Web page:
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licence and a Prime Safe registered refrigerated vehicle with the HACCP Plan and other certification. It has all got too expensive and complicated for me.” Mitch is president of the Upper Goulburn Food Wine & Culture Group (www.uge.asn.au) and a proud member of the Yarra Valley Regional Food Group (www.yarravalleyfood.com.au). His link on the website states Buxton trout sells smoked trout, rainbow trout, Atlantic salmon and handmade caviar. Another Food Group member is the Yarra Valley Salmon Farm (Mark Fox, www.yarravalleysalmon.com.au) which sells naturally farmed Atlantic salmon (whole fish or fillets), Atlantic salmon caviar and hotsmoked salmon.
Some of the drivers who toured and had lunch at the farm as part of the Bob Stillwell BMW promotion.
The proximity to Melbourne, good quality roads and the peaceful or rugged landscapes, including the fire-scarred hills and forests, provides for interesting drives. Weekends, especially Sundays, sees groups of car or motor bike enthusiast ‘cruising’ through the Yarra Valley. Mitch has been quick to take advantage of these groups looking for something different to do. “In March each year Upper Goulburn Food Group host a local version of the World’s Longest Lunch at my farm with over 100 people from all over. This has been a great way to show case local produce and wine from the area.” Special guests at the table have included (then) Victorian Premier, John Brumby, and celebrity chefs Jamie Oliver (2010) and George Calombaris (2011).
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In October 2010 over 25 people visited Buxton Trout as part of a BMW Drive Day which Mitch remembers well. “Guests of Bib Stillwell BMW enjoyed experiencing the BMW range, including the BMW M3 and 5 Series GT, through the picturesque surrounds of the Yarra Valley. Half way through the drive program guests stopped at our farm for a break and lunch. Travis McAuley from George Calombaris’s Hellenic Republic Restaurant in Brunswick Street, Melbourne, cooked up tantalising dishes which were enjoyed by all.”
Mitch has been busy in lining up a number of features on his farm. In July 2010 Nicky Buckley did some filming for the Guide to the Good Life a TV program and website aimed at people over 50 who are ‘working less and living more’. Paul Mercurio featured Buxton Trout on his Mercurio’s Menu as did Paul Worsteling on his IFish program. Buxton Whole chilled trout (500g) and handmilked caviar were used on Master Chef in early 2010 together with other fresh Yarra Valley produce. “All this media attention gives the business a bit of a kick along.” Mitch is confident he has the right mix of products to keep people coming in through his gates. He, like many others in the region, has put the past behind him and is just getting on with business. “We want people to keep coming up here. We know we have to keep close eye on what they want and need. “The kindness shown from right across community from our business competitor, government departments, fishing groups, the media and general public has been the greatest physiological boost I could have ever got! How could you not get up and have a go each day when you have been shown such support!” By Dos O’Sullivan. For more information contact Mitch MacRae, Buxton Trout & Salmon Farm, 2118 Maroondah Hwy, Buxton, Vic 3711, Tel: 03 5774-7370, Fax: (03) 57747348, email: firstname.lastname@example.org Website: www.buxtontrout.com.au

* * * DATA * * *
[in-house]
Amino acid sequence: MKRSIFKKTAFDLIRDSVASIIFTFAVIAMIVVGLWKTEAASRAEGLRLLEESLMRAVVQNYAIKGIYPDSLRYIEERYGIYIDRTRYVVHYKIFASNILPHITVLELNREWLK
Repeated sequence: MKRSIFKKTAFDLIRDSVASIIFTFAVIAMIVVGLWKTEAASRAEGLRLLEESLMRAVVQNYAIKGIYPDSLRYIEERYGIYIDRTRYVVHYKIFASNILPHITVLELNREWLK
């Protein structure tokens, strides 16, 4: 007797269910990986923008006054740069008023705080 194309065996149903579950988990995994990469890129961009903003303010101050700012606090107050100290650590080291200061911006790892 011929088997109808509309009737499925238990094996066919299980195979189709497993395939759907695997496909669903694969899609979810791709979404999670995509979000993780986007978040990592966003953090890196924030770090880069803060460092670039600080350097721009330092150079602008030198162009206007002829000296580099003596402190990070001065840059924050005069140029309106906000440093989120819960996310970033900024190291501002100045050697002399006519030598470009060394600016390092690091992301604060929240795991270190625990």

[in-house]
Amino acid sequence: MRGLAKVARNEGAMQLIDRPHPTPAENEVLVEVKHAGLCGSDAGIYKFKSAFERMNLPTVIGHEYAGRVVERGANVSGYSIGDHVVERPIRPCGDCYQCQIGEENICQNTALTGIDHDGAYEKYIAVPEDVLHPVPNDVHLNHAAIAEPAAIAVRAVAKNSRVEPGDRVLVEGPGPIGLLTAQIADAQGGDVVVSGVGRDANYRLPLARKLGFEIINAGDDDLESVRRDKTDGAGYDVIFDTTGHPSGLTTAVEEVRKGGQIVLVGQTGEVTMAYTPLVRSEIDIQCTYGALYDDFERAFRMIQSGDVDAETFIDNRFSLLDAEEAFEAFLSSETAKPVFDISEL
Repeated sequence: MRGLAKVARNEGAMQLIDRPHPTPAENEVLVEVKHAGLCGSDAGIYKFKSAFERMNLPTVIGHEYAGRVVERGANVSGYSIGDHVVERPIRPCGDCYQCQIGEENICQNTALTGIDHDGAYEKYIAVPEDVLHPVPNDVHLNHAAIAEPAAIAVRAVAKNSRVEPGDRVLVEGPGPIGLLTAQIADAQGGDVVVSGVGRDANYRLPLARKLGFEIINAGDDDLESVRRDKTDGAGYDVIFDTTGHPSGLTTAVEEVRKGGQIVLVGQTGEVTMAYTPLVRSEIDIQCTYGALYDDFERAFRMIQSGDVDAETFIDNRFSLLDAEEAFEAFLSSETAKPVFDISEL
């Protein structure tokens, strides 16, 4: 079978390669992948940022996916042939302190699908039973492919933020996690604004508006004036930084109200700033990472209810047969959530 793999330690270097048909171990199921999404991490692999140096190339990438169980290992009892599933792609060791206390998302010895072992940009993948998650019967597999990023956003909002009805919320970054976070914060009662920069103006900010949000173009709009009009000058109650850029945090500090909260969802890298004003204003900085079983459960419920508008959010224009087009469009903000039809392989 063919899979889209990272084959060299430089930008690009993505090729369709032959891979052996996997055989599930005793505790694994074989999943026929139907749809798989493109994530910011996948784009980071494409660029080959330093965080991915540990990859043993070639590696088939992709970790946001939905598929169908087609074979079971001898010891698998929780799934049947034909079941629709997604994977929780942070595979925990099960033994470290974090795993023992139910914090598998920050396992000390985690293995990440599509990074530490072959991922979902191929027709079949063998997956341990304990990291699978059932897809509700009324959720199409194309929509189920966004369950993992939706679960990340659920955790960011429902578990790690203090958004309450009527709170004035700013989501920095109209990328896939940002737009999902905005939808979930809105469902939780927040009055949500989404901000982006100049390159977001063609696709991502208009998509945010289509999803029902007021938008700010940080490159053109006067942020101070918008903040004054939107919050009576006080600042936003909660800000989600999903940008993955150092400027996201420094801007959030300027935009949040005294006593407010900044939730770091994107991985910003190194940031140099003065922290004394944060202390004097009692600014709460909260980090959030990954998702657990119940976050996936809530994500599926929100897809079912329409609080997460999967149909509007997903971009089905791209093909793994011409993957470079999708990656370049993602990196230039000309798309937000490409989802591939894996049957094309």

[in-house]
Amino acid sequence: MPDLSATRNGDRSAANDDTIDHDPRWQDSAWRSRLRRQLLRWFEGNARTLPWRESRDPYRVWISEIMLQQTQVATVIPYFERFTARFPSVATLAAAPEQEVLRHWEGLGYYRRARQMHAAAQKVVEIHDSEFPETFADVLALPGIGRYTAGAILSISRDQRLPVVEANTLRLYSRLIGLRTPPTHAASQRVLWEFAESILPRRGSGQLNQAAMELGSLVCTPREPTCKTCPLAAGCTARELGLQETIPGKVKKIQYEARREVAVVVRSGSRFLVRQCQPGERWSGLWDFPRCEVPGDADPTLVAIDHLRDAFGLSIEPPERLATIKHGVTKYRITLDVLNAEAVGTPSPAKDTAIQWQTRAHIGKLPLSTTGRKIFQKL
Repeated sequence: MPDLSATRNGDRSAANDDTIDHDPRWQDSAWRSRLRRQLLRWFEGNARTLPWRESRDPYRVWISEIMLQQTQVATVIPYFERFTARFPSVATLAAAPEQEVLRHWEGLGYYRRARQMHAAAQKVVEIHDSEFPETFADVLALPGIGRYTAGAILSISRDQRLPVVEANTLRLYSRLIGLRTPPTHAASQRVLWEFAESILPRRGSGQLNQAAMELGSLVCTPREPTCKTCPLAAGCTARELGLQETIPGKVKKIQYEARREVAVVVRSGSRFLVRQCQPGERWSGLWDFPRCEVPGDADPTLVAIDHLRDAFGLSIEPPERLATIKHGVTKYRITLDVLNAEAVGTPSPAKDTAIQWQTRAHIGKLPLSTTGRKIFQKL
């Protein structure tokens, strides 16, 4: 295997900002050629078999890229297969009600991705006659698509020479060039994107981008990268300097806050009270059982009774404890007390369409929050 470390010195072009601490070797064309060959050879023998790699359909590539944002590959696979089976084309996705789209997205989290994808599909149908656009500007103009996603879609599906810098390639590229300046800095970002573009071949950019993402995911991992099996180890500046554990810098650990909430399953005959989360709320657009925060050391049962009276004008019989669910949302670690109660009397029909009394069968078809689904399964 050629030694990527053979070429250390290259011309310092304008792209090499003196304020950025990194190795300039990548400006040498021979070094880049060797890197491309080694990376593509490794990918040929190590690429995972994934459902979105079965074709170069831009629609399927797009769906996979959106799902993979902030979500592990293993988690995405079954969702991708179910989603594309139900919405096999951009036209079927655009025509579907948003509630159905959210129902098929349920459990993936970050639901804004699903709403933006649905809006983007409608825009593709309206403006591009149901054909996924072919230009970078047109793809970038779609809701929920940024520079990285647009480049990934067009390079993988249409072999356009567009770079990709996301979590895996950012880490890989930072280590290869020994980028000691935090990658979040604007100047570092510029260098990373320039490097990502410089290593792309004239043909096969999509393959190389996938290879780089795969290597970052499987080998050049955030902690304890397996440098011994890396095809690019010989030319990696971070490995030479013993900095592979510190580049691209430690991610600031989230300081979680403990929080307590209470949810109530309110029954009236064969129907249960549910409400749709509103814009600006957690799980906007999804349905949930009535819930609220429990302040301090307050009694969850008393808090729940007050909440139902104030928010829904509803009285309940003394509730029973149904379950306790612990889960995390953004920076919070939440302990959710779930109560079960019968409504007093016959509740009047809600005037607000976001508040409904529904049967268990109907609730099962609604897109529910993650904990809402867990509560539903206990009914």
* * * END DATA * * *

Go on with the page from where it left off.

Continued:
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FA R M P R O F I L E
1. Aerial view of Boolarra Goldfish Farm. 2. Collecting fish by hand as the water level recedes whilst draining a pond
3. Long range view of the Boolarra farm showing the netted production ponds in the rear, and the sorting / grading she, feed silos and holding tanks in the middle, with broodstock ponds in foreground.
4. Everyone is busy when sorting fans from nymphs. 5. Catching fish is easy when using a lift net – feed has been used to attract the fish to this corner of the pond.
6. Some of the Boolarra team sorting shubunkins from uncoloured fish.
7. A metal sieve is used when grading subbies (sub quality fish) out of a tank of fish ready for market. All photos courtesy of Boolarra Goldfish